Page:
Splunk® Enterprise

Securing Splunk Enterprise

Configure Single Sign-On with reverse proxy

Before you configure reverse proxy-based SSO with Splunk Enterprise, make sure you have the following:

  • A Proxy Server (Splunk Enterprise supports IIS or Apache) configured as a reverse proxy to authenticate to external systems.
  • An LDAP Server or other external authentication system provisioned with appropriate groups and users for your proxy to authenticate against.
  • A working Splunk Enterprise configuration that is either configured to use the same external authentication system as your proxy (usually LDAP) or that has native Splunk Enterprise users that match the user and group IDs contained in your external authentication system.

Configuring SSO with reverse proxy requires the following steps:

1. Edit the properties on your proxy server to authenticate against your external authentication system.

2. Edit the Splunk Enterprise server.conf file.

3. Edit the Splunk Enterprise web.conf file.

Note: For optimal security, any HTTP header-based solutions should be implemented over a TLS/SSL enabled deployment.

Configure server.conf

Edit the trustedIP in the general settings stanza to add the IP address that will make secure authentication requests to splunkd. This is typically Splunk Web and therefore the localhost. You can only enter one IP address per splunkd instance.


If no IP addresses are provided in the trustedIP list, Splunk SSO is disabled by default.

Configure web.conf

To enable SSO, configure the following in the [settings] stanza in web.conf (SPLUNK_HOME/etc/system/local):

SSOMode = strict
trustedIP =,,
remoteUser = Remote-User
tools.proxy.on = False
Attribute Default Value
SSOMode no The SSOMode attribute determines whether the Splunk Web SSO operates in strict or permissive mode.

Strict mode restricts authentication to identities that match the IP addresses listed in trustedIP property. If the IP attempting to connect does not match any IP address, an error page appears to the user. Strict mode is recommended for SSO.

Permissive mode also restricts authentication to requests from IPs found in the trustedIP list. In permissive mode, if the IP attempting to connect does not match any IP address, a login page is displayed to allow the user to re-authenticate.

trustedIP n/a Set this to the IP address of the authenticating proxy or proxies. Specify a single address or a comma-separated list of addresses; IP ranges and netmask notation are not supported.
remoteUser REMOTE_USER The remoteUser attribute determines the authenticated identity's attribute that is passed by the proxy server via the HTTP request header. This value defaults to REMOTE_USER but any LDAP attribute can be passed in this request header as long as the proxy sets this attribute properly after authentication. When you configure your remoteUser attribute, you must also configure the RequestHeader property in your proxy configuration to pass the identity's attribute to Splunk software. This process is described in "About Splunk Single Sign-On".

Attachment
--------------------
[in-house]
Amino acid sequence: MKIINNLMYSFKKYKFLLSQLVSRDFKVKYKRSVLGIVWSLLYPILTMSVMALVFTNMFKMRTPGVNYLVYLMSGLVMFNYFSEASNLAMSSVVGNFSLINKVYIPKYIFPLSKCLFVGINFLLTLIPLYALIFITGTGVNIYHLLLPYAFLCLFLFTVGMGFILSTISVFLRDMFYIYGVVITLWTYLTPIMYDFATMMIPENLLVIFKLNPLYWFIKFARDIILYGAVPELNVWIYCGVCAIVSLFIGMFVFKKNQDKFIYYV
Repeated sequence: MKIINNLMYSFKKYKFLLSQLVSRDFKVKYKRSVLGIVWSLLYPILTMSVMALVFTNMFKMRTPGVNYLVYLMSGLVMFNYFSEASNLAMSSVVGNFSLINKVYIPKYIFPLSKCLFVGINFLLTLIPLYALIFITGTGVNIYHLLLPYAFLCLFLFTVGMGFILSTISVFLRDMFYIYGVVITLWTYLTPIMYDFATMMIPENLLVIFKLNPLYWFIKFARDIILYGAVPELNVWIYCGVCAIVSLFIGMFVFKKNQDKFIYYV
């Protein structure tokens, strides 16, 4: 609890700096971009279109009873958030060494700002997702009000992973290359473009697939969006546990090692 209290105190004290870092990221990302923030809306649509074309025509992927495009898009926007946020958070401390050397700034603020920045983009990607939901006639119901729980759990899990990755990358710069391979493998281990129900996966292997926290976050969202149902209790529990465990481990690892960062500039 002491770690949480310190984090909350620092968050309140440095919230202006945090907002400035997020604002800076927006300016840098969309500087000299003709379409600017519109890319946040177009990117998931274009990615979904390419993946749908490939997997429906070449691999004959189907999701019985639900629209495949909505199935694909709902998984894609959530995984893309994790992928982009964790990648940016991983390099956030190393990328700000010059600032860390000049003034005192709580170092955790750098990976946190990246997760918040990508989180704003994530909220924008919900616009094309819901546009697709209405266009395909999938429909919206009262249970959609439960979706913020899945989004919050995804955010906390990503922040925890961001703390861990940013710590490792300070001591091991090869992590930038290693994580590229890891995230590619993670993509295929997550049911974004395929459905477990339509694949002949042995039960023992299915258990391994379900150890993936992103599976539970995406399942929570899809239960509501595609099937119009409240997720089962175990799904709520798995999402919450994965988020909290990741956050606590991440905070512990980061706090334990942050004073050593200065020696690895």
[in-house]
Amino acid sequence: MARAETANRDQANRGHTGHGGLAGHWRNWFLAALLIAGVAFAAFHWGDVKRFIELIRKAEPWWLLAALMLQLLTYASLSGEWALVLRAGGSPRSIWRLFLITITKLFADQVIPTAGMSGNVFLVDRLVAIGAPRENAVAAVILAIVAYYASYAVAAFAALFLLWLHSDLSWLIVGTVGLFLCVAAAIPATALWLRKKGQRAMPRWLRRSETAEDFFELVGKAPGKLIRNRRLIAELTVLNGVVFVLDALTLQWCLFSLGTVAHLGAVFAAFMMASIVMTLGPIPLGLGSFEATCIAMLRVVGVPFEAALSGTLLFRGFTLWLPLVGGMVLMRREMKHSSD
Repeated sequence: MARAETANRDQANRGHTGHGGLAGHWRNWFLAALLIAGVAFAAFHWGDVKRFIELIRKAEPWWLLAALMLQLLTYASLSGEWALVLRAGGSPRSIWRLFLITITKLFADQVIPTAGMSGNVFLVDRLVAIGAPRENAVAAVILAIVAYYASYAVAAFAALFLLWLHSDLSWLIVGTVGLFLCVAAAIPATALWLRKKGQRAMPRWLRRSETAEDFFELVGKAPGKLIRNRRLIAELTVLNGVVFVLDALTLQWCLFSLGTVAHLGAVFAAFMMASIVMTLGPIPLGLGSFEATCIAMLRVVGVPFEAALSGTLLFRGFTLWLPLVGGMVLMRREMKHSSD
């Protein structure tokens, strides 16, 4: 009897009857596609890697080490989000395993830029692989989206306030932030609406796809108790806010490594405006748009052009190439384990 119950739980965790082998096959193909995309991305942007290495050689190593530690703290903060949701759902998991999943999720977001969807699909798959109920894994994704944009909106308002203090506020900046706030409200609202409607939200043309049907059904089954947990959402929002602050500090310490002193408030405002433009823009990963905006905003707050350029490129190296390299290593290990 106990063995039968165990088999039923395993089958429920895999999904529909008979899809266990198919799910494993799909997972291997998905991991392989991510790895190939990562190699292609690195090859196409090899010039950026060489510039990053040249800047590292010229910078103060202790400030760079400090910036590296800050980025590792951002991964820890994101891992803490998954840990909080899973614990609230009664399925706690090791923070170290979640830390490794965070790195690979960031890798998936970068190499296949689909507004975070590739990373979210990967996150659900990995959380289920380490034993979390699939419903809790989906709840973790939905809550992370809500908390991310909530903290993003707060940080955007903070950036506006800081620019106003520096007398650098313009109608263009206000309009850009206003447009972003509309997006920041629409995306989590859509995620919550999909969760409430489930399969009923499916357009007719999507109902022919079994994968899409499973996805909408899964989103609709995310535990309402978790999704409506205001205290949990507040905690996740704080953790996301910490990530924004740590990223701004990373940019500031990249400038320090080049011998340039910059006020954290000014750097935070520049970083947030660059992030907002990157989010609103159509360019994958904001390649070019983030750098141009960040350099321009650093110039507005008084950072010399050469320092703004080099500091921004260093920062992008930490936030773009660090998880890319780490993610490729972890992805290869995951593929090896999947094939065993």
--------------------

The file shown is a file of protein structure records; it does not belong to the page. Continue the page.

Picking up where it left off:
The default Splunk header used is REMOTE_USER, but if your proxy uses a different header, you can change the name of the header here.

tools.proxy.on false For apache 1.x proxy this value shoud be set to True. For later versions this value should be set to False.

If you host Splunk Web behind a proxy that does not place Splunk Web at the proxy's root, you may also need to configure the root_endpoint setting in $SPLUNK_HOME/etc/system/local/web.conf.

For example if your proxy hosts Splunk Web at "yourhost.com:9000/splunk", root_endpoint should be set to /splunk.

For example:


In the above example, Splunk Web is accessed via http://splunk.example.com:8000/lzone instead of http://splunk.example.com:8000/.

You would next make it visible to the proxy by mapping it in httpd.conf:

ProxyPass /lzone http://splunkweb.splunk.com:8000/lzone
ProxyPassReverse /lzone http://splunkweb.splunk.com:8000/lzone

Session management

Since there is no simple log out for a session and Splunk Enterprise will preserve a session as long as the correct header information is contained in the proxy header, you should set your proxy's session timeout value with this in mind.

If you need to end a session before the timeout has occurred, you can use the REST end point along with the session identifier to destroy the session:

curl -s -uadmin:changeme  -k -X DELETE 
Last modified on 01 December, 2017
About Single Sign-On using reverse proxy   Troubleshoot reverse-proxy SSO

This documentation applies to the following versions of Splunk® Enterprise: 7.0.0, 7.0.1, 7.0.2, 7.0.3, 7.0.4, 7.0.5, 7.0.6, 7.0.7, 7.0.8, 7.0.9, 7.0.10, 7.0.11, 7.0.13, 7.1.0, 7.1.1, 7.1.2, 7.1.3, 7.1.4, 7.1.5, 7.1.6, 7.1.7, 7.1.8, 7.1.9, 7.1.10, 7.2.0, 7.2.1, 7.2.2, 7.2.3, 7.2.4, 7.2.5, 7.2.6, 7.2.7, 7.2.8, 7.2.9, 7.2.10, 7.3.0, 7.3.1, 7.3.2, 7.3.3, 7.3.4, 7.3.5, 7.3.6, 7.3.7, 7.3.8, 7.3.9, 8.0.0, 8.0.1, 8.0.2, 8.0.3, 8.0.4, 8.0.5, 8.0.6, 8.0.7, 8.0.8, 8.0.9, 8.0.10, 8.1.0, 8.1.1, 8.1.2, 8.1.3, 8.1.4, 8.1.5, 8.1.6, 8.1.7, 8.1.8, 8.1.9, 8.1.10, 8.1.11, 8.1.12, 8.1.13, 8.1.14, 8.2.0, 8.2.1, 8.2.2, 8.2.3, 8.2.4, 8.2.5, 8.2.6, 8.2.7, 8.2.8, 8.2.9, 8.2.10, 8.2.11, 8.2.12, 9.0.0, 9.0.1, 9.0.2, 9.0.3, 9.0.4, 9.0.5, 9.0.6, 9.0.7, 9.0.8, 9.0.9, 9.1.0, 9.1.1, 9.1.2, 9.1.3, 9.1.4, 9.2.0, 9.2.1

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